Commentary on Parashat Yitro, Exodus 18:1 - 20:23
The impact of Parashat Yitro on world civilization and the Jewish nation is immense. The Israelites experience an extreme change at that time. No longer slaves, they become free.
We might ask ourselves why this Torah portion starts with the story of Yitro, Moses‘ father-in-law, rather than with the main issue of the parashah, the foundational laws addressed to this freed people–the Ten Commandments.
Let’s go back to the beginning of the Torah portion. Yitro comes to visit Moses, who is struggling with the difficult task of establishing a government for his people. Moses works alone. Because of the circumstances, this one-man justice system is accepted by the people without question. The trust of the people rests on the assumption that Moses is the only one that has direct contact with God, and as a result of that ability, Moses is the only one who can reach the truth.
Yitro gives Moses one of the most important pieces of advice that humanity has ever received: to build a justice system based on judges who have never had direct contact with God.
Like the Justice System Today
The model suggested by Yitro is (with some changes, of course) found in the justice system that we know today. The model is built on a hierarchy according to the severity of the issues. Minor issues are dealt with by the lower court, and more serious issues are dealt with by Moses himself. Only at that point, after Moses has established a justice system, the people are given the Ten Commandments and accept it.
Why now? Why is the Torah given to Israel at this point, and why is it suddenly necessary?
The answers to these questions are connected directly to Yitro’s advice. The people of Israel decide to accept the human justice system. From the lack of any criticism or comment, we can understand that the system is expected to work effectively, without requiring God’s intervention.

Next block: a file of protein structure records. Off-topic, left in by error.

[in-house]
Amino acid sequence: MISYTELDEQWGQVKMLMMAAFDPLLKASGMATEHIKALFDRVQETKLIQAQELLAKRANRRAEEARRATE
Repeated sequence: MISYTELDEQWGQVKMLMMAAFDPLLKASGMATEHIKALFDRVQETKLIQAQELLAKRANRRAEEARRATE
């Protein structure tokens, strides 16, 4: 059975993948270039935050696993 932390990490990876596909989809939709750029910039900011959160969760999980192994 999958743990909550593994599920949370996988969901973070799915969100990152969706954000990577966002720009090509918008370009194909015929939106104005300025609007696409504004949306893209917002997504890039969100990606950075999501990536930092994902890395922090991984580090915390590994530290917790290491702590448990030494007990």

The moment of acceptance of the principle that a society should be based on fair and equitable human justice system–this is the moment for which God, as it were, has waited. From God’s point of view, the people are ready now to receive the Torah–they had to first reach the stage in which they would be worthy of it. God may now assume that the people are ready to follow the whole corpus of principles, basic values and laws set down by the justice system that Moses will present to them in stages.
These stages, by necessity, are to be implemented without divine assistance, in order for the people to properly learn to adjust to this new form of human society, which they had never experienced when they were enslaved in Egypt.
Their response, “na’aseh v’nishmah,” (“we will do and we will hear”) which appears in Parashat Mishpatim, now appears differently: na’aseh–we will do all the things to prepare, and we will define some basic values to be worthy of receiving God’s principles; nishma–we will hear God’s outpouring of moral content into the system that we establish, and it will provide principles, human values and laws which we will accept and obey.
A Human System
This justice system is a human one. It is predicated on basic ideas that enable us to function as a moral society. Its entirely human administration makes the system much more powerful, much more part of us, and even much more part of each person.
These are the standards that we should adopt for ourselves attempting to build a moral society. Humanity, in general, has experienced tremendous shocks recently–shocks that have raised basic questions about the way humanity should react. Have moral values collapsed, too, with the evil, animalistic behavior of some human beings, upheld of their own countries in the name of justice?
The order of our Torah portion gives us an answer in first establishing and accepting the idea of a society based on a justice system, and then filling it with details. We must not forget that our own social order is based on that first part of this Torah portion, before the Ten Commandments in their specificity are given. In not accepting the basic rule of law and the fundamental principle of human responsibility, we run the great risk of possibly destroying our entire society.
Even in our most difficult moments, we must be aware that supporting the justice system allows us to live a moral life. We must maintain it to be worthy of our relationship with God, and to be able to be inspired by God. That is the real meaning of the midrash (rabbinic interpretation) which says that all of Israel was at Mount Sinai when the Torah was given.
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Pronunced: TORE-uh, Origin: Hebrew, the Five Books of Moses.